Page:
Endowment effect

The more a consumer is engaged in a sales process, the more likely they will be to finish it and buy the product.

Foot in the door technique

Once a customer has agreed to a small request, they are more likely to agree to a larger request.

How we apply this in the real world…

The 15gifts engine creates a naturally evolving conversation that adapts to each customer. Our question journey uses everyday conversational language, and works to build the customer’s trust and confidence.

After asking a few questions to find out who the customer is, we tailor the journey to suit. The result is an average journey completion rate of 92% – and a sale.

Adaptive Learning

A customer is more likely to make a purchase if they’ve received a personal recommendation. An in-store assistant learns and improves over time, so your digital channel needs to do exactly the same thing.

Supporting psychology
Intrinsic motivation

When a consumer is offered products that meet their motivations, the likelihood of a sale increases. With this in mind, finding reliable ways to understand each customer and discover what’s driving them is essential.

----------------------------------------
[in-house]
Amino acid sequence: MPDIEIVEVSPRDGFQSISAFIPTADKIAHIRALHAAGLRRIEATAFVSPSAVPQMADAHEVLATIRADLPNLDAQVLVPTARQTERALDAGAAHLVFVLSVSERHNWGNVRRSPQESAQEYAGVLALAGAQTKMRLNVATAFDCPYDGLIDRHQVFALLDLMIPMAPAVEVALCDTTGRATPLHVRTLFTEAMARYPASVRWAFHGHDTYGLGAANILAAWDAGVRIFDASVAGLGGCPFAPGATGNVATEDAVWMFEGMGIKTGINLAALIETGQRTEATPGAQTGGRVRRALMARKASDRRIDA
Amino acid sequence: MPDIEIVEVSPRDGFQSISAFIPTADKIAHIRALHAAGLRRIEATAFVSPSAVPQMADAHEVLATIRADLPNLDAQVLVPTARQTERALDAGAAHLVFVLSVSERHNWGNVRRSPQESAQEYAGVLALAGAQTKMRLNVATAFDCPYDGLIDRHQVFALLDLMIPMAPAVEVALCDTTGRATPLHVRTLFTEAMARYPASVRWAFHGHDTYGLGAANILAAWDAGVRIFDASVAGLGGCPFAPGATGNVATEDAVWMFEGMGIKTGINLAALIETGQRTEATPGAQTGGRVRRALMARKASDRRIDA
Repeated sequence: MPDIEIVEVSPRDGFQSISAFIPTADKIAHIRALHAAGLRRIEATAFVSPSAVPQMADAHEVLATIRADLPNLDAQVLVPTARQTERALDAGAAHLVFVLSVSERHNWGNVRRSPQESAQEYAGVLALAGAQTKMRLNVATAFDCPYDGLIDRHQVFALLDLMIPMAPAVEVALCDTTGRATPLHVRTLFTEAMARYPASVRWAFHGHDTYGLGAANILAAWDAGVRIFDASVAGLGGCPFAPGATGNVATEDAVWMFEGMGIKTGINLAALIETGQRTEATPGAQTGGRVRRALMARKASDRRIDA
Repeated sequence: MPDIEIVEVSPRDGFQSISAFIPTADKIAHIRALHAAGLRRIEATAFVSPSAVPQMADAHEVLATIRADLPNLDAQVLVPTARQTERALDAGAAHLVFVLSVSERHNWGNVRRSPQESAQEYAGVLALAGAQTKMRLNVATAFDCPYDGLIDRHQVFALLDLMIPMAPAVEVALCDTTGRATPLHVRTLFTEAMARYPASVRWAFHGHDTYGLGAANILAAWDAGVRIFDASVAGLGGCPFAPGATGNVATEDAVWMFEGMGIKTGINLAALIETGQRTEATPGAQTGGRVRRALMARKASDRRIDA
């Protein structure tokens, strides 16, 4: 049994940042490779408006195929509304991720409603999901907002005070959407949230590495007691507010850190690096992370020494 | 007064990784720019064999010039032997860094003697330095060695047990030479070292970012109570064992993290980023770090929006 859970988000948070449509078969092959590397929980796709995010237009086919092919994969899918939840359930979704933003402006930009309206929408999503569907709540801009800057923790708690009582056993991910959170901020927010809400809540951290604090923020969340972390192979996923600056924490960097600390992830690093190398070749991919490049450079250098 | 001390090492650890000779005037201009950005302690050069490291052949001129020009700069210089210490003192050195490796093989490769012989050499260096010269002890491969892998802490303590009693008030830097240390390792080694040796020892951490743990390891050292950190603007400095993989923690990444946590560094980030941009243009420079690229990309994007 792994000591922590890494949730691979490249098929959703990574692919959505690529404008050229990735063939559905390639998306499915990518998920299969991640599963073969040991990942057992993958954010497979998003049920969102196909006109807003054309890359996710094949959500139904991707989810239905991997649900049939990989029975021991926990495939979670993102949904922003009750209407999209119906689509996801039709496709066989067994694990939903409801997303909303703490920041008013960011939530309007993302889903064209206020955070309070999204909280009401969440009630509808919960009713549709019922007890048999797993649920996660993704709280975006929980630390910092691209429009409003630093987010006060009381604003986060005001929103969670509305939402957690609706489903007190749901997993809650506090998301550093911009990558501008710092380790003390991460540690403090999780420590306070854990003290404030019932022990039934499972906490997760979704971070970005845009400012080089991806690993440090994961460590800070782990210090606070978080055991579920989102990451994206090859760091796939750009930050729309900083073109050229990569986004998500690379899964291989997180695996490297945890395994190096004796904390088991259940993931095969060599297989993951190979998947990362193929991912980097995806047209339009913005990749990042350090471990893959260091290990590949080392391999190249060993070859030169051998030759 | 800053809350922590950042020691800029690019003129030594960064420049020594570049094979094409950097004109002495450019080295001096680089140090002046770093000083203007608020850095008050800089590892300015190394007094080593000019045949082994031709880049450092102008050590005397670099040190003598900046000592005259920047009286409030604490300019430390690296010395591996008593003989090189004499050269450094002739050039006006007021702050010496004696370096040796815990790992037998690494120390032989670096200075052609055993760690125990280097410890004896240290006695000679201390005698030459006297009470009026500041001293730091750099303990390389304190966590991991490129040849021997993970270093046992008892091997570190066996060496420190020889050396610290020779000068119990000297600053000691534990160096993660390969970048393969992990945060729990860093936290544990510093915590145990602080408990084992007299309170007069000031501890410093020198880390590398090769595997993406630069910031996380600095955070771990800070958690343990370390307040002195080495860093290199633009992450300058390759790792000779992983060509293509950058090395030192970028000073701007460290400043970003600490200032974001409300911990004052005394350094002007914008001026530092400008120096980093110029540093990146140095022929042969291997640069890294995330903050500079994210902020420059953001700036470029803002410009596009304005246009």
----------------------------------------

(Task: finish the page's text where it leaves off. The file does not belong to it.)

Social learning theory

People learn through observing others’ behaviour, attitudes and outcomes: “Most human behaviour is learned observationally through modelling: from observing others, one forms an idea of how new behaviours are performed.”
Albert Bandura, Social Learning Theory

How we apply this in the real world...

We use a series of intelligent algorithms to understand a prospect’s underlying preferences and behaviours.

We then cluster each prospect with similar and known customers, allowing us to present products with the highest conversion rates across like-minded people.

the ‘Why’

The key to making a confident buying decision is understanding why a product is right for you. A customer is more likely to make a purchase if they feel they’ve been understood, so it’s important to communicate ‘why’ a product meets their core motivation.

When explaining ‘why’, the tone of the messaging is crucial - it should appear helpful and neutral, rather than obviously trying to persuade.

Supporting psychology

Confidence in a recommendation can be increased by reaffirming and reinstating the information given by the customer. This demonstrates that they’ve been listened to, captures what was said and shows understanding.

Intrinsic Motivation